Conservation management of marine biodiversity depends on biomonitoring of marine habitats, but current approaches are resource‐intensive and require different approaches for different organisms. Environmental DNA (eDNA) extracted from water samples is an efficient and versatile approach to detecting aquatic animals. In the ocean, eDNA composition reflects local fauna at fine spatial scales, but little is known about the effectiveness of eDNA‐based monitoring of marine communities at larger scales. We investigated the potential of eDNA to characterize and distinguish marine communities at large spatial scales by comparing vertebrate species composition among marine habitats in Qatar, the Arabian Gulf (also known as the Persian Gulf), based on eDNA metabarcoding of seawater samples. We conducted species accumulation analyses to estimate how much of the vertebrate diversity we detected. We obtained eDNA sequences from a diverse assemblage of marine vertebrates, spanning 191 taxa in 73 families. These included rare and endangered species and covered 36% of the bony fish genera previously recorded in the gulf. Sites of similar habitat type were also similar in eDNA composition. The species accumulation analyses showed that the number of sample replicates was insufficient for some sampling sites but suggested that a few hundred eDNA samples could potentially capture >90% of the marine vertebrate diversity in the study area. Our results confirm that seawater samples contain habitat‐characteristic molecular signatures and that eDNA monitoring can efficiently cover vertebrate diversity at scales relevant to national and regional conservation and management.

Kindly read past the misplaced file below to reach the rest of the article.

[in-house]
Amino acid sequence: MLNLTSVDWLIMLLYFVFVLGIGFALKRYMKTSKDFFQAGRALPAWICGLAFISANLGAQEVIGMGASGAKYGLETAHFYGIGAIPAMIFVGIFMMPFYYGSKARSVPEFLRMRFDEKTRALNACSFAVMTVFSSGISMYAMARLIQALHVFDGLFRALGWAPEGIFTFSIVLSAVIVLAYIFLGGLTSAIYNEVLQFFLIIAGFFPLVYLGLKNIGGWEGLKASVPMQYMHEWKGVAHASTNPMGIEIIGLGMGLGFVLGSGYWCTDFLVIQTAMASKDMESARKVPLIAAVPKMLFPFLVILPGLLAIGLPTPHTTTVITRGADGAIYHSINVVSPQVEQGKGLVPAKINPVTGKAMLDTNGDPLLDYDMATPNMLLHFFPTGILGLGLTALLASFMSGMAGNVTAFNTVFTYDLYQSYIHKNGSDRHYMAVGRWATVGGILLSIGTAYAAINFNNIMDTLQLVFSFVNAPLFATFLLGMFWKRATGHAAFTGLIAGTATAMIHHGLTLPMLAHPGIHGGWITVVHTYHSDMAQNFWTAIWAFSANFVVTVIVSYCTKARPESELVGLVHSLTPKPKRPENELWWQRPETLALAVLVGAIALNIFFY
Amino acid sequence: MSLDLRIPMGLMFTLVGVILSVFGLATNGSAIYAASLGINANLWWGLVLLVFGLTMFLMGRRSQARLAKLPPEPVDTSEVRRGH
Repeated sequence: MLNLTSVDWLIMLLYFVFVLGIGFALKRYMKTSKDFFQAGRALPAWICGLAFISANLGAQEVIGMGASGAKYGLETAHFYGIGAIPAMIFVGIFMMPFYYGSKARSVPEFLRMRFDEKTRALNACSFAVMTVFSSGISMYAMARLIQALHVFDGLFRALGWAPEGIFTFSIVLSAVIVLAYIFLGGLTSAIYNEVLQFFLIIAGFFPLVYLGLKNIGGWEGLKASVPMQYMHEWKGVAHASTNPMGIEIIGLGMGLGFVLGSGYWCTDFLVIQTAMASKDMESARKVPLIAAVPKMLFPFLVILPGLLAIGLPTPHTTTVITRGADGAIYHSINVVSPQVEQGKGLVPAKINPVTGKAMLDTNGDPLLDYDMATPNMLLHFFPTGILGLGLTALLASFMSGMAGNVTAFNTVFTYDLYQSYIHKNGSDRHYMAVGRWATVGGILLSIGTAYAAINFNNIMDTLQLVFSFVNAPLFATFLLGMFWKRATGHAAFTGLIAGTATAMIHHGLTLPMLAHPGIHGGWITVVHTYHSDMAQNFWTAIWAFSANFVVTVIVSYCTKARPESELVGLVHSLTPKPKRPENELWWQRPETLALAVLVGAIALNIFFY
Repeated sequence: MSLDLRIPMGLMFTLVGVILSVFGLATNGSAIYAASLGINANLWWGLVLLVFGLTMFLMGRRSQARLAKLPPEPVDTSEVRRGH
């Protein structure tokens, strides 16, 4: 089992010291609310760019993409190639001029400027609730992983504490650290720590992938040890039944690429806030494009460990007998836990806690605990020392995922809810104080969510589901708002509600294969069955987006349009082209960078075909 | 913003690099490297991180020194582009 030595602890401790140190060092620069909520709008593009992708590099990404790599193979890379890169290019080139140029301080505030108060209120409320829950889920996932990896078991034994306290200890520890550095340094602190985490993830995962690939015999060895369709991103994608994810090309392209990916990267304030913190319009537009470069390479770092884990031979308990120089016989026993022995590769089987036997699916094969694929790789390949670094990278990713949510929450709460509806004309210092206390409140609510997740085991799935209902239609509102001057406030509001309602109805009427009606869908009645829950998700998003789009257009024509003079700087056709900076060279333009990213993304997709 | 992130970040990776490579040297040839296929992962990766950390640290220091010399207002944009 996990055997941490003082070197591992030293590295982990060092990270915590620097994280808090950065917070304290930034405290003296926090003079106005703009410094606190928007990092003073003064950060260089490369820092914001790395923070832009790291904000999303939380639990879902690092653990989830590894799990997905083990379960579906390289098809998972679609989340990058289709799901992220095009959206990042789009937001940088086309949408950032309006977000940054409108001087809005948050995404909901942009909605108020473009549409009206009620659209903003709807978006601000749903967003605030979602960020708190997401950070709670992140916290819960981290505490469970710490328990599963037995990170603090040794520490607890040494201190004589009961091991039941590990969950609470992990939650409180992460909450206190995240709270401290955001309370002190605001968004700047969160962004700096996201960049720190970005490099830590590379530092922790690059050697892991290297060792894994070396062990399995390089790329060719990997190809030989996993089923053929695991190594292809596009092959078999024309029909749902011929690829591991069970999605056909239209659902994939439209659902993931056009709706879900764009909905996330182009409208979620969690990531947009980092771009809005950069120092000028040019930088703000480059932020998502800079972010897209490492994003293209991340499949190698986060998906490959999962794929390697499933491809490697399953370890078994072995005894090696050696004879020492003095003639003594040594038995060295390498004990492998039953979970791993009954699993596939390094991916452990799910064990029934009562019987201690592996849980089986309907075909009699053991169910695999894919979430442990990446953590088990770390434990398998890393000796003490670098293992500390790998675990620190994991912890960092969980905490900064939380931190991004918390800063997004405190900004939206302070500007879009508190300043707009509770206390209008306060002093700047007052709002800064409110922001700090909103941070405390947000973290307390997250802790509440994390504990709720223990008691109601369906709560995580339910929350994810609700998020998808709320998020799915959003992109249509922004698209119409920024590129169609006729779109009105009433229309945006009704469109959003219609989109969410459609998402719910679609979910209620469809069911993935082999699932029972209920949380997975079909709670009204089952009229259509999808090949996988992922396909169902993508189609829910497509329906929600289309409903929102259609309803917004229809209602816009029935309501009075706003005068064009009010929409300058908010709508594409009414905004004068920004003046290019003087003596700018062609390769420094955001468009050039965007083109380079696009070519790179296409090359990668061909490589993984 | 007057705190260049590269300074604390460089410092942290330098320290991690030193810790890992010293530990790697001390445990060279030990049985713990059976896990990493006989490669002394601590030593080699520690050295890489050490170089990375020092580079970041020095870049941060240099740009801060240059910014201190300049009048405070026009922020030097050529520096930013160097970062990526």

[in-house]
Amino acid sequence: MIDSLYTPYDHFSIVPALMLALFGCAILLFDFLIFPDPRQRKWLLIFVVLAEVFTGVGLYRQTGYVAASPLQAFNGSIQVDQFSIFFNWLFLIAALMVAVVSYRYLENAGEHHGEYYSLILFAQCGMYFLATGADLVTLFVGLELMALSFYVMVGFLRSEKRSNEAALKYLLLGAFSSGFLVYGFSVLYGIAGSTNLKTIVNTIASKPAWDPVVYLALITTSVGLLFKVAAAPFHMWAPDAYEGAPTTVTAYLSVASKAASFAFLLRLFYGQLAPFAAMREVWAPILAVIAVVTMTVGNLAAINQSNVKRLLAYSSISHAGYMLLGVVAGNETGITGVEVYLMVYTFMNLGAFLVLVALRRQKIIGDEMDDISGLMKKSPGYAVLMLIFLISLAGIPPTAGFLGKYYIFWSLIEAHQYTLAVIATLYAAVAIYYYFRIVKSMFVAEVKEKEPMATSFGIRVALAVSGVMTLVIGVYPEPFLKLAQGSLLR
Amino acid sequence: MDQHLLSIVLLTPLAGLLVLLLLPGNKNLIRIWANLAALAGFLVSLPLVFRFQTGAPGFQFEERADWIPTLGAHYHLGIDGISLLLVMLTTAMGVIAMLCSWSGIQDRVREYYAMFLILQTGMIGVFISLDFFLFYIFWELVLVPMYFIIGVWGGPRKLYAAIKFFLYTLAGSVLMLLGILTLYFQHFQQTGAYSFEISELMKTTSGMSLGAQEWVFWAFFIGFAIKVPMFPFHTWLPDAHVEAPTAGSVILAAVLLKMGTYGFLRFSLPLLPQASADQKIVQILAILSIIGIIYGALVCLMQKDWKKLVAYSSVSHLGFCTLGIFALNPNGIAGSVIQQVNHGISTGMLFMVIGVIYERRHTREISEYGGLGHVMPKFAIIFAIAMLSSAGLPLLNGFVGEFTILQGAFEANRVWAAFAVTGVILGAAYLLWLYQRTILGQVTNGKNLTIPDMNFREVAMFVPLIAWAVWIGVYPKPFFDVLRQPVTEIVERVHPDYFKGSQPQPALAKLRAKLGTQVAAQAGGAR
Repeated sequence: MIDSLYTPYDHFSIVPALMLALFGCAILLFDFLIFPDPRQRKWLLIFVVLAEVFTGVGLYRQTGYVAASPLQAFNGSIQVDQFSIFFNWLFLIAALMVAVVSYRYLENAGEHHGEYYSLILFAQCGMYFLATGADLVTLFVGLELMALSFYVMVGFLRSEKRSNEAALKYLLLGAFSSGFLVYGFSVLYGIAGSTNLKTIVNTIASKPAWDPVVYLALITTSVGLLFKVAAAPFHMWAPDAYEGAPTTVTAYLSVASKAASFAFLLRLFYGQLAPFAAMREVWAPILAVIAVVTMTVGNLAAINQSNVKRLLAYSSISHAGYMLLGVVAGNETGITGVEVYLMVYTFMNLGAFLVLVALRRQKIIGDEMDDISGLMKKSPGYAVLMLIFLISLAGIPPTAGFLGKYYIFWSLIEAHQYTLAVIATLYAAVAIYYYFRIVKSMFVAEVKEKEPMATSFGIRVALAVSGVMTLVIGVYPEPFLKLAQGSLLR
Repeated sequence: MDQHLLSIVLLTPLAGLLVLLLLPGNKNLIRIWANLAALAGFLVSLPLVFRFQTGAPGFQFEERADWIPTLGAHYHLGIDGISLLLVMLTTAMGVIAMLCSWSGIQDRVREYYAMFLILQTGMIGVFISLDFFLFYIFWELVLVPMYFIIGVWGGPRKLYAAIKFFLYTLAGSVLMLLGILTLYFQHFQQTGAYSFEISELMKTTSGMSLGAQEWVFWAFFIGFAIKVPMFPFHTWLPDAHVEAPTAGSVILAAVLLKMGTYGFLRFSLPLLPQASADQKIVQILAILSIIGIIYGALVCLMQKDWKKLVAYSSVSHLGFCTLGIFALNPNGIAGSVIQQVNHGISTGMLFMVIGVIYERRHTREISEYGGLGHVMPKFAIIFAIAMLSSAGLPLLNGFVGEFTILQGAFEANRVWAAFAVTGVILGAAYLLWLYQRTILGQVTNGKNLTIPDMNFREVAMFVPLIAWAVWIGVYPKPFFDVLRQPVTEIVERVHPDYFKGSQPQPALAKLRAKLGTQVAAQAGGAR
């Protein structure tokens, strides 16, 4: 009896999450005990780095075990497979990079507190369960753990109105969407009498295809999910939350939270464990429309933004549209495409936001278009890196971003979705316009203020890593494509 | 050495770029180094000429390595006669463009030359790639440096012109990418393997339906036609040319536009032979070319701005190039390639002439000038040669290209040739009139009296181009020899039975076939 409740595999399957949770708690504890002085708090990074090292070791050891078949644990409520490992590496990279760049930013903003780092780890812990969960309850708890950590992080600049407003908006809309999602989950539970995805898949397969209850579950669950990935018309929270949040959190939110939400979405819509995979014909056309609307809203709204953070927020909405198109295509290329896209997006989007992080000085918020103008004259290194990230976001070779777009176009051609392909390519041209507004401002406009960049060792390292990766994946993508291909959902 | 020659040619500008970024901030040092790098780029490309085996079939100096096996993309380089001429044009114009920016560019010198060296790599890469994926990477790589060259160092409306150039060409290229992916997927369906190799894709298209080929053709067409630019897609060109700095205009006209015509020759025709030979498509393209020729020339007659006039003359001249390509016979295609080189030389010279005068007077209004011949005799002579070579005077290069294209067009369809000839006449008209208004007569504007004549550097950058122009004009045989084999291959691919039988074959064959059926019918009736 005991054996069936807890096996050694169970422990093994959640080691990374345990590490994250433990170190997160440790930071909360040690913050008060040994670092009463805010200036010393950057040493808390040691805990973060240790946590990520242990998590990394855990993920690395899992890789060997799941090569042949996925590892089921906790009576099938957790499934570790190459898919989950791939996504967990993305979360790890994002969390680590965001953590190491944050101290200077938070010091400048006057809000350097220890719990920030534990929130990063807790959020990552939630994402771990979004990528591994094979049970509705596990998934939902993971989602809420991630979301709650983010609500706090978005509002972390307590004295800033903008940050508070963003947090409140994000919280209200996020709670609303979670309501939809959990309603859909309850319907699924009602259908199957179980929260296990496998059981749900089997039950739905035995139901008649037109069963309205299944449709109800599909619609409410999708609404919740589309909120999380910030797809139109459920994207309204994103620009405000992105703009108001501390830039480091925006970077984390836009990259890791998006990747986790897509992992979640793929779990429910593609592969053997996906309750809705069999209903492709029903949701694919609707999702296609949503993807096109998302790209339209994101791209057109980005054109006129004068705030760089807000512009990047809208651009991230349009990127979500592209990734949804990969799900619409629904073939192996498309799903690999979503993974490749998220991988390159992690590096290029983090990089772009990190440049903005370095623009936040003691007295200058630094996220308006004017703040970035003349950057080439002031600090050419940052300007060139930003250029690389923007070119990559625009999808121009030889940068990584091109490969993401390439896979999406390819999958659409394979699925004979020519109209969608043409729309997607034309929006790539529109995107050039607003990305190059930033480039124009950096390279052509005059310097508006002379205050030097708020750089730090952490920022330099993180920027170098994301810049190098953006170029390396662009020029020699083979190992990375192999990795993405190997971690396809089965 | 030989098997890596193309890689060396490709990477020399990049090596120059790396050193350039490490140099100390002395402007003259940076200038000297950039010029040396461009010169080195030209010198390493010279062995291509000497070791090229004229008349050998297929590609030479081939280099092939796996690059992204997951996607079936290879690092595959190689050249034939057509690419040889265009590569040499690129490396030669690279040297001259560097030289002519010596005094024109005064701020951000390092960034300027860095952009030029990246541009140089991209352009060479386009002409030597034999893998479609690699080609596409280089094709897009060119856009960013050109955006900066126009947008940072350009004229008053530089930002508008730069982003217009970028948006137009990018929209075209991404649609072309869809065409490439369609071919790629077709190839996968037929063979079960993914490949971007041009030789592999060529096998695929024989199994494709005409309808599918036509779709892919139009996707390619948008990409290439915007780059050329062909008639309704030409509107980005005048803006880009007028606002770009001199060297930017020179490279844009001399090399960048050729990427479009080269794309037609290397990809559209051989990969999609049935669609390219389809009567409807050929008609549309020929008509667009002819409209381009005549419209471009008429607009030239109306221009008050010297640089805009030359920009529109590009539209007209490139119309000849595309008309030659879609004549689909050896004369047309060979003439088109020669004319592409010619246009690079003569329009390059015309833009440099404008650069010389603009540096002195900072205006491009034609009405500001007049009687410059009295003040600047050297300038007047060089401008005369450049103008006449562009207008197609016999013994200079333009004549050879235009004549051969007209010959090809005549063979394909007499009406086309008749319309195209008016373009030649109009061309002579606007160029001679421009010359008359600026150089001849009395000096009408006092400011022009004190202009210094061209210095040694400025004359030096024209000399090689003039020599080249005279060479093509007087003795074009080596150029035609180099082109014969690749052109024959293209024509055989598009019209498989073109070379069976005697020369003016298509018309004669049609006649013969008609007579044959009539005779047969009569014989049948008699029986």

The effectiveness of mussel caging for active microplastics (MPs) biomonitoring was investigated for the first time by comparing abundance and characteristics (shape, size, color and type of polymers) of MPs ingested by caged depurated blue mussels with those ingested by native mussels collected at the same sites and with those found in their surrounding environment (surface water and sediments). Mussels were exposed along a pollution gradient originating from a wastewater treatment plant discharge and near an abandoned coastal landfill. After 6 weeks of deployment, the majority (93%) of clean transplanted mussels had ingested MPs with a mean number of items ranging from 0.61 to 1.67 items/g. The occurrence, abundance and properties of MPs ingested by caged mussels were similar to those found in native mussels. Among the debris items detected in caged and native mussels, fragments were the most predominant type, consistent with the MPs found in their surrounding environment. MPs sizes were very similar whether in the water, sediments and both caged and native mussels, with a dominance of items <150 μm. Although some polymers were under-represented or totally absent in the caged mussels compared to overlying seawater or surrounding sediment, there was a good overlap in polymer types proportion being found between caged mussels and sediments (Morisita's index of similarity = 0.93) or seawater (0.86). Polystyrene dominated all samples in all the different matrices. Our study suggests that blue mussels caging may be a promising tool for MPs biomonitoring making monitoring more reliable with an accurate assessment of the biological effects of MPs over a predetermined exposure period. However, further methodological improvements should be considered to define a uniform protocol for blue mussels caging to allow spatial and temporal microplastics active biomonitoring.